A Design Assembly presentation by Flavie Lowres
On Friday, October 19th we brought Design Assembly South Wales back to Cardiff for the second year running.
Featuring renowned experts in the world of workplace design and commercial interiors, these insightful events have become popular dates in the diaries of architects, facilities managers, interior designers and interior architects.
For anyone who couldn’t make it on the day, we’ve been summarising the presentations that you might have missed. After Neil Solanki from Dyson and Jeremy Palmer from Honeywell, we ended the morning with Dr Flavie Lowres sharing some insight into the BRE’s Biophilic Office Project.
Building a better world together
BRE (Building Research Establishment) is the world’s leading building science centre.
At Design Assembly South Wales 2017, Dan Rossiter from BRE spoke about BIM Level 2.
This year, Dr Flavie Lowres, Associate Director & Coordinator of the BRE Wellbeing Project, looked at the progress of the BRE’s Biophilic Office Project and the impact biophilia can have on employee wellbeing.
What defines a great indoor environment?
Flavie opened the presentation with a look at the defining factors of a great indoor working environment.
Currently, while a workplace might meet the required standards for aspects like air quality, lighting, noise levels, heating and ventilation, that won’t necessarily mean that it’s an inspiring space.
This fails to recognise the importance of the occupants.
Buildings and people
The United Nations suggests that 66% of the developed world will be urbanised by 2050.
Add to that the fact that we spend around 90% of our time indoors and it’s hardly surprising that, in the UK alone, 11.7 million working days were lost due to stress.
Which goes some way to explain why the World Health Organisation is forecasting that stress-related illness will be the primary cause of sickness by 2020.
One way to offset this increase in urbanisation and the stress that accompanies it is the introduction of biophilic design in the workplace.
The global impact of biophilic design in the workplace
At last year’s Design Assembly, Oliver Heath’s presentation looked in detail at the benefits of biophilic design; the idea that humans possess an innate tendency to seek connections with nature and other forms of life.
He helped to work on The Human Spaces report, “The Global Impact of Biophilic Design in the Workplace”, which found that 66% of workers in the UK said they had no access to natural light.
The benefits of introducing elements of biophilic design into the workplace have been well documented.
The World Green Building Council Report on Health, Wellbeing and Productivity in Offices highlighted a few, including:
- A 15% increase in reported levels of wellbeing
- A 6% increase in productivity
- A 15% increase in creativity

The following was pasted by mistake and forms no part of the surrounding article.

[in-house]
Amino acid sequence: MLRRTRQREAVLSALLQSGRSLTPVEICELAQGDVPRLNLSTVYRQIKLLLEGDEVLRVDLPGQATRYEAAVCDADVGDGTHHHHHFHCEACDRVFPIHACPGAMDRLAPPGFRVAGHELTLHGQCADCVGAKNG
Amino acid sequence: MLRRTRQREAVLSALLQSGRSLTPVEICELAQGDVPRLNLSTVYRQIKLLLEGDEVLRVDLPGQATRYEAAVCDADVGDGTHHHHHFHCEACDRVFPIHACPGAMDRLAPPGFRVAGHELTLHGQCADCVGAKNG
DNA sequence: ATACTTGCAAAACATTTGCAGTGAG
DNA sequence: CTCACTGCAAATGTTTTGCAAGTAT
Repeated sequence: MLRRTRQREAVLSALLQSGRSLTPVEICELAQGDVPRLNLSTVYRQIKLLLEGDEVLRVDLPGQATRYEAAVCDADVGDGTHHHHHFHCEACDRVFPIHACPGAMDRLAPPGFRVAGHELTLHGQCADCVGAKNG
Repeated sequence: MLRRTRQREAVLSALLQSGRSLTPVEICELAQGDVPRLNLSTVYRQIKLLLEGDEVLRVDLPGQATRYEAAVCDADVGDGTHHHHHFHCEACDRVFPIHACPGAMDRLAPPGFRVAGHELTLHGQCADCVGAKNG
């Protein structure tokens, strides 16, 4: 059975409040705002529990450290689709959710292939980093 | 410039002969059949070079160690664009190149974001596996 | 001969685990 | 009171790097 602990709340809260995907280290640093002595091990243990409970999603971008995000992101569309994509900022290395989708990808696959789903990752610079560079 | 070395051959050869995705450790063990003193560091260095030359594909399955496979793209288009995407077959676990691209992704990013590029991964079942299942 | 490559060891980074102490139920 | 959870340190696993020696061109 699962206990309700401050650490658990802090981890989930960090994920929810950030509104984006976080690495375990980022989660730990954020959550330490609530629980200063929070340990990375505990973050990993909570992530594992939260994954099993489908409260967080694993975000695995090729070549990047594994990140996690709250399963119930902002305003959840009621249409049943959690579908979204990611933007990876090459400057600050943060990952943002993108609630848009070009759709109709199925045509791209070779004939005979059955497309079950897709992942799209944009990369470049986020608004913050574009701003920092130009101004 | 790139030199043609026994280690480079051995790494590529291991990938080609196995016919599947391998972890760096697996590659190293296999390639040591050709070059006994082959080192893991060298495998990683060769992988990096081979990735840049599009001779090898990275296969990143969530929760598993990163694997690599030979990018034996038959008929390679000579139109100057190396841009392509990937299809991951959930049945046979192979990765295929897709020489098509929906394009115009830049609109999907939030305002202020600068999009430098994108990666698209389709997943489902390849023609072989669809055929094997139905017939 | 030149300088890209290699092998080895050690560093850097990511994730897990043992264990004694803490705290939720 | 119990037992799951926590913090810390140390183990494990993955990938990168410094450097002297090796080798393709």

- A reduction in absenteeism
Many of these biophilic features proved to be amongst the top 5 elements most wanted by employees, including:
- Natural light
- Indoor plants
- A quiet working place
- A view of the sea
- Bright colours
While offering a view of the sea is going to be unlikely if you work in a landlocked workplace, the rest are more than achievable with a few tweaks.
The BRE Biophilic Office Project
To put the theory to the test, BRE decided to launch their own biophilia project as a live office refurbishment on their Watford campus.
Supported by a range of partners in lighting, flooring, furniture, green walls, paints & finishes and acoustics, the Biophilic Office is a long-term research and demonstration project from BRE and Oliver Heath Design.
Deepening the evidence base for biophilic design and its positive impacts on office occupants, the project will gather indoor environment and occupant data before during and after the refurbishment.
You can find out more in this video…
The first year
At the beginning of the project, staff were asked how they felt about the office.
Since it was a less-than-inspiring, unmodernised building from the 1980s, no-one was surprised to learn that the overall opinion was that it was “just okay” but nothing to be particularly proud of.
The project will then undertake a three-tier biophilic redesign with a detailed lab room to test materials and technologies in closer detail.
Following the refurbishment, the office team’s reaction to the upgraded space will be monitored.
In the long term, BRE hopes to demonstrate the influence that biophilic design will have on the occupants and have plenty of evidence to support the benefits that being exposed to nature can bring to employees.
If you’d like to find out how we can introduce elements of biophilic design into your workplace, get in touch with Paramount today.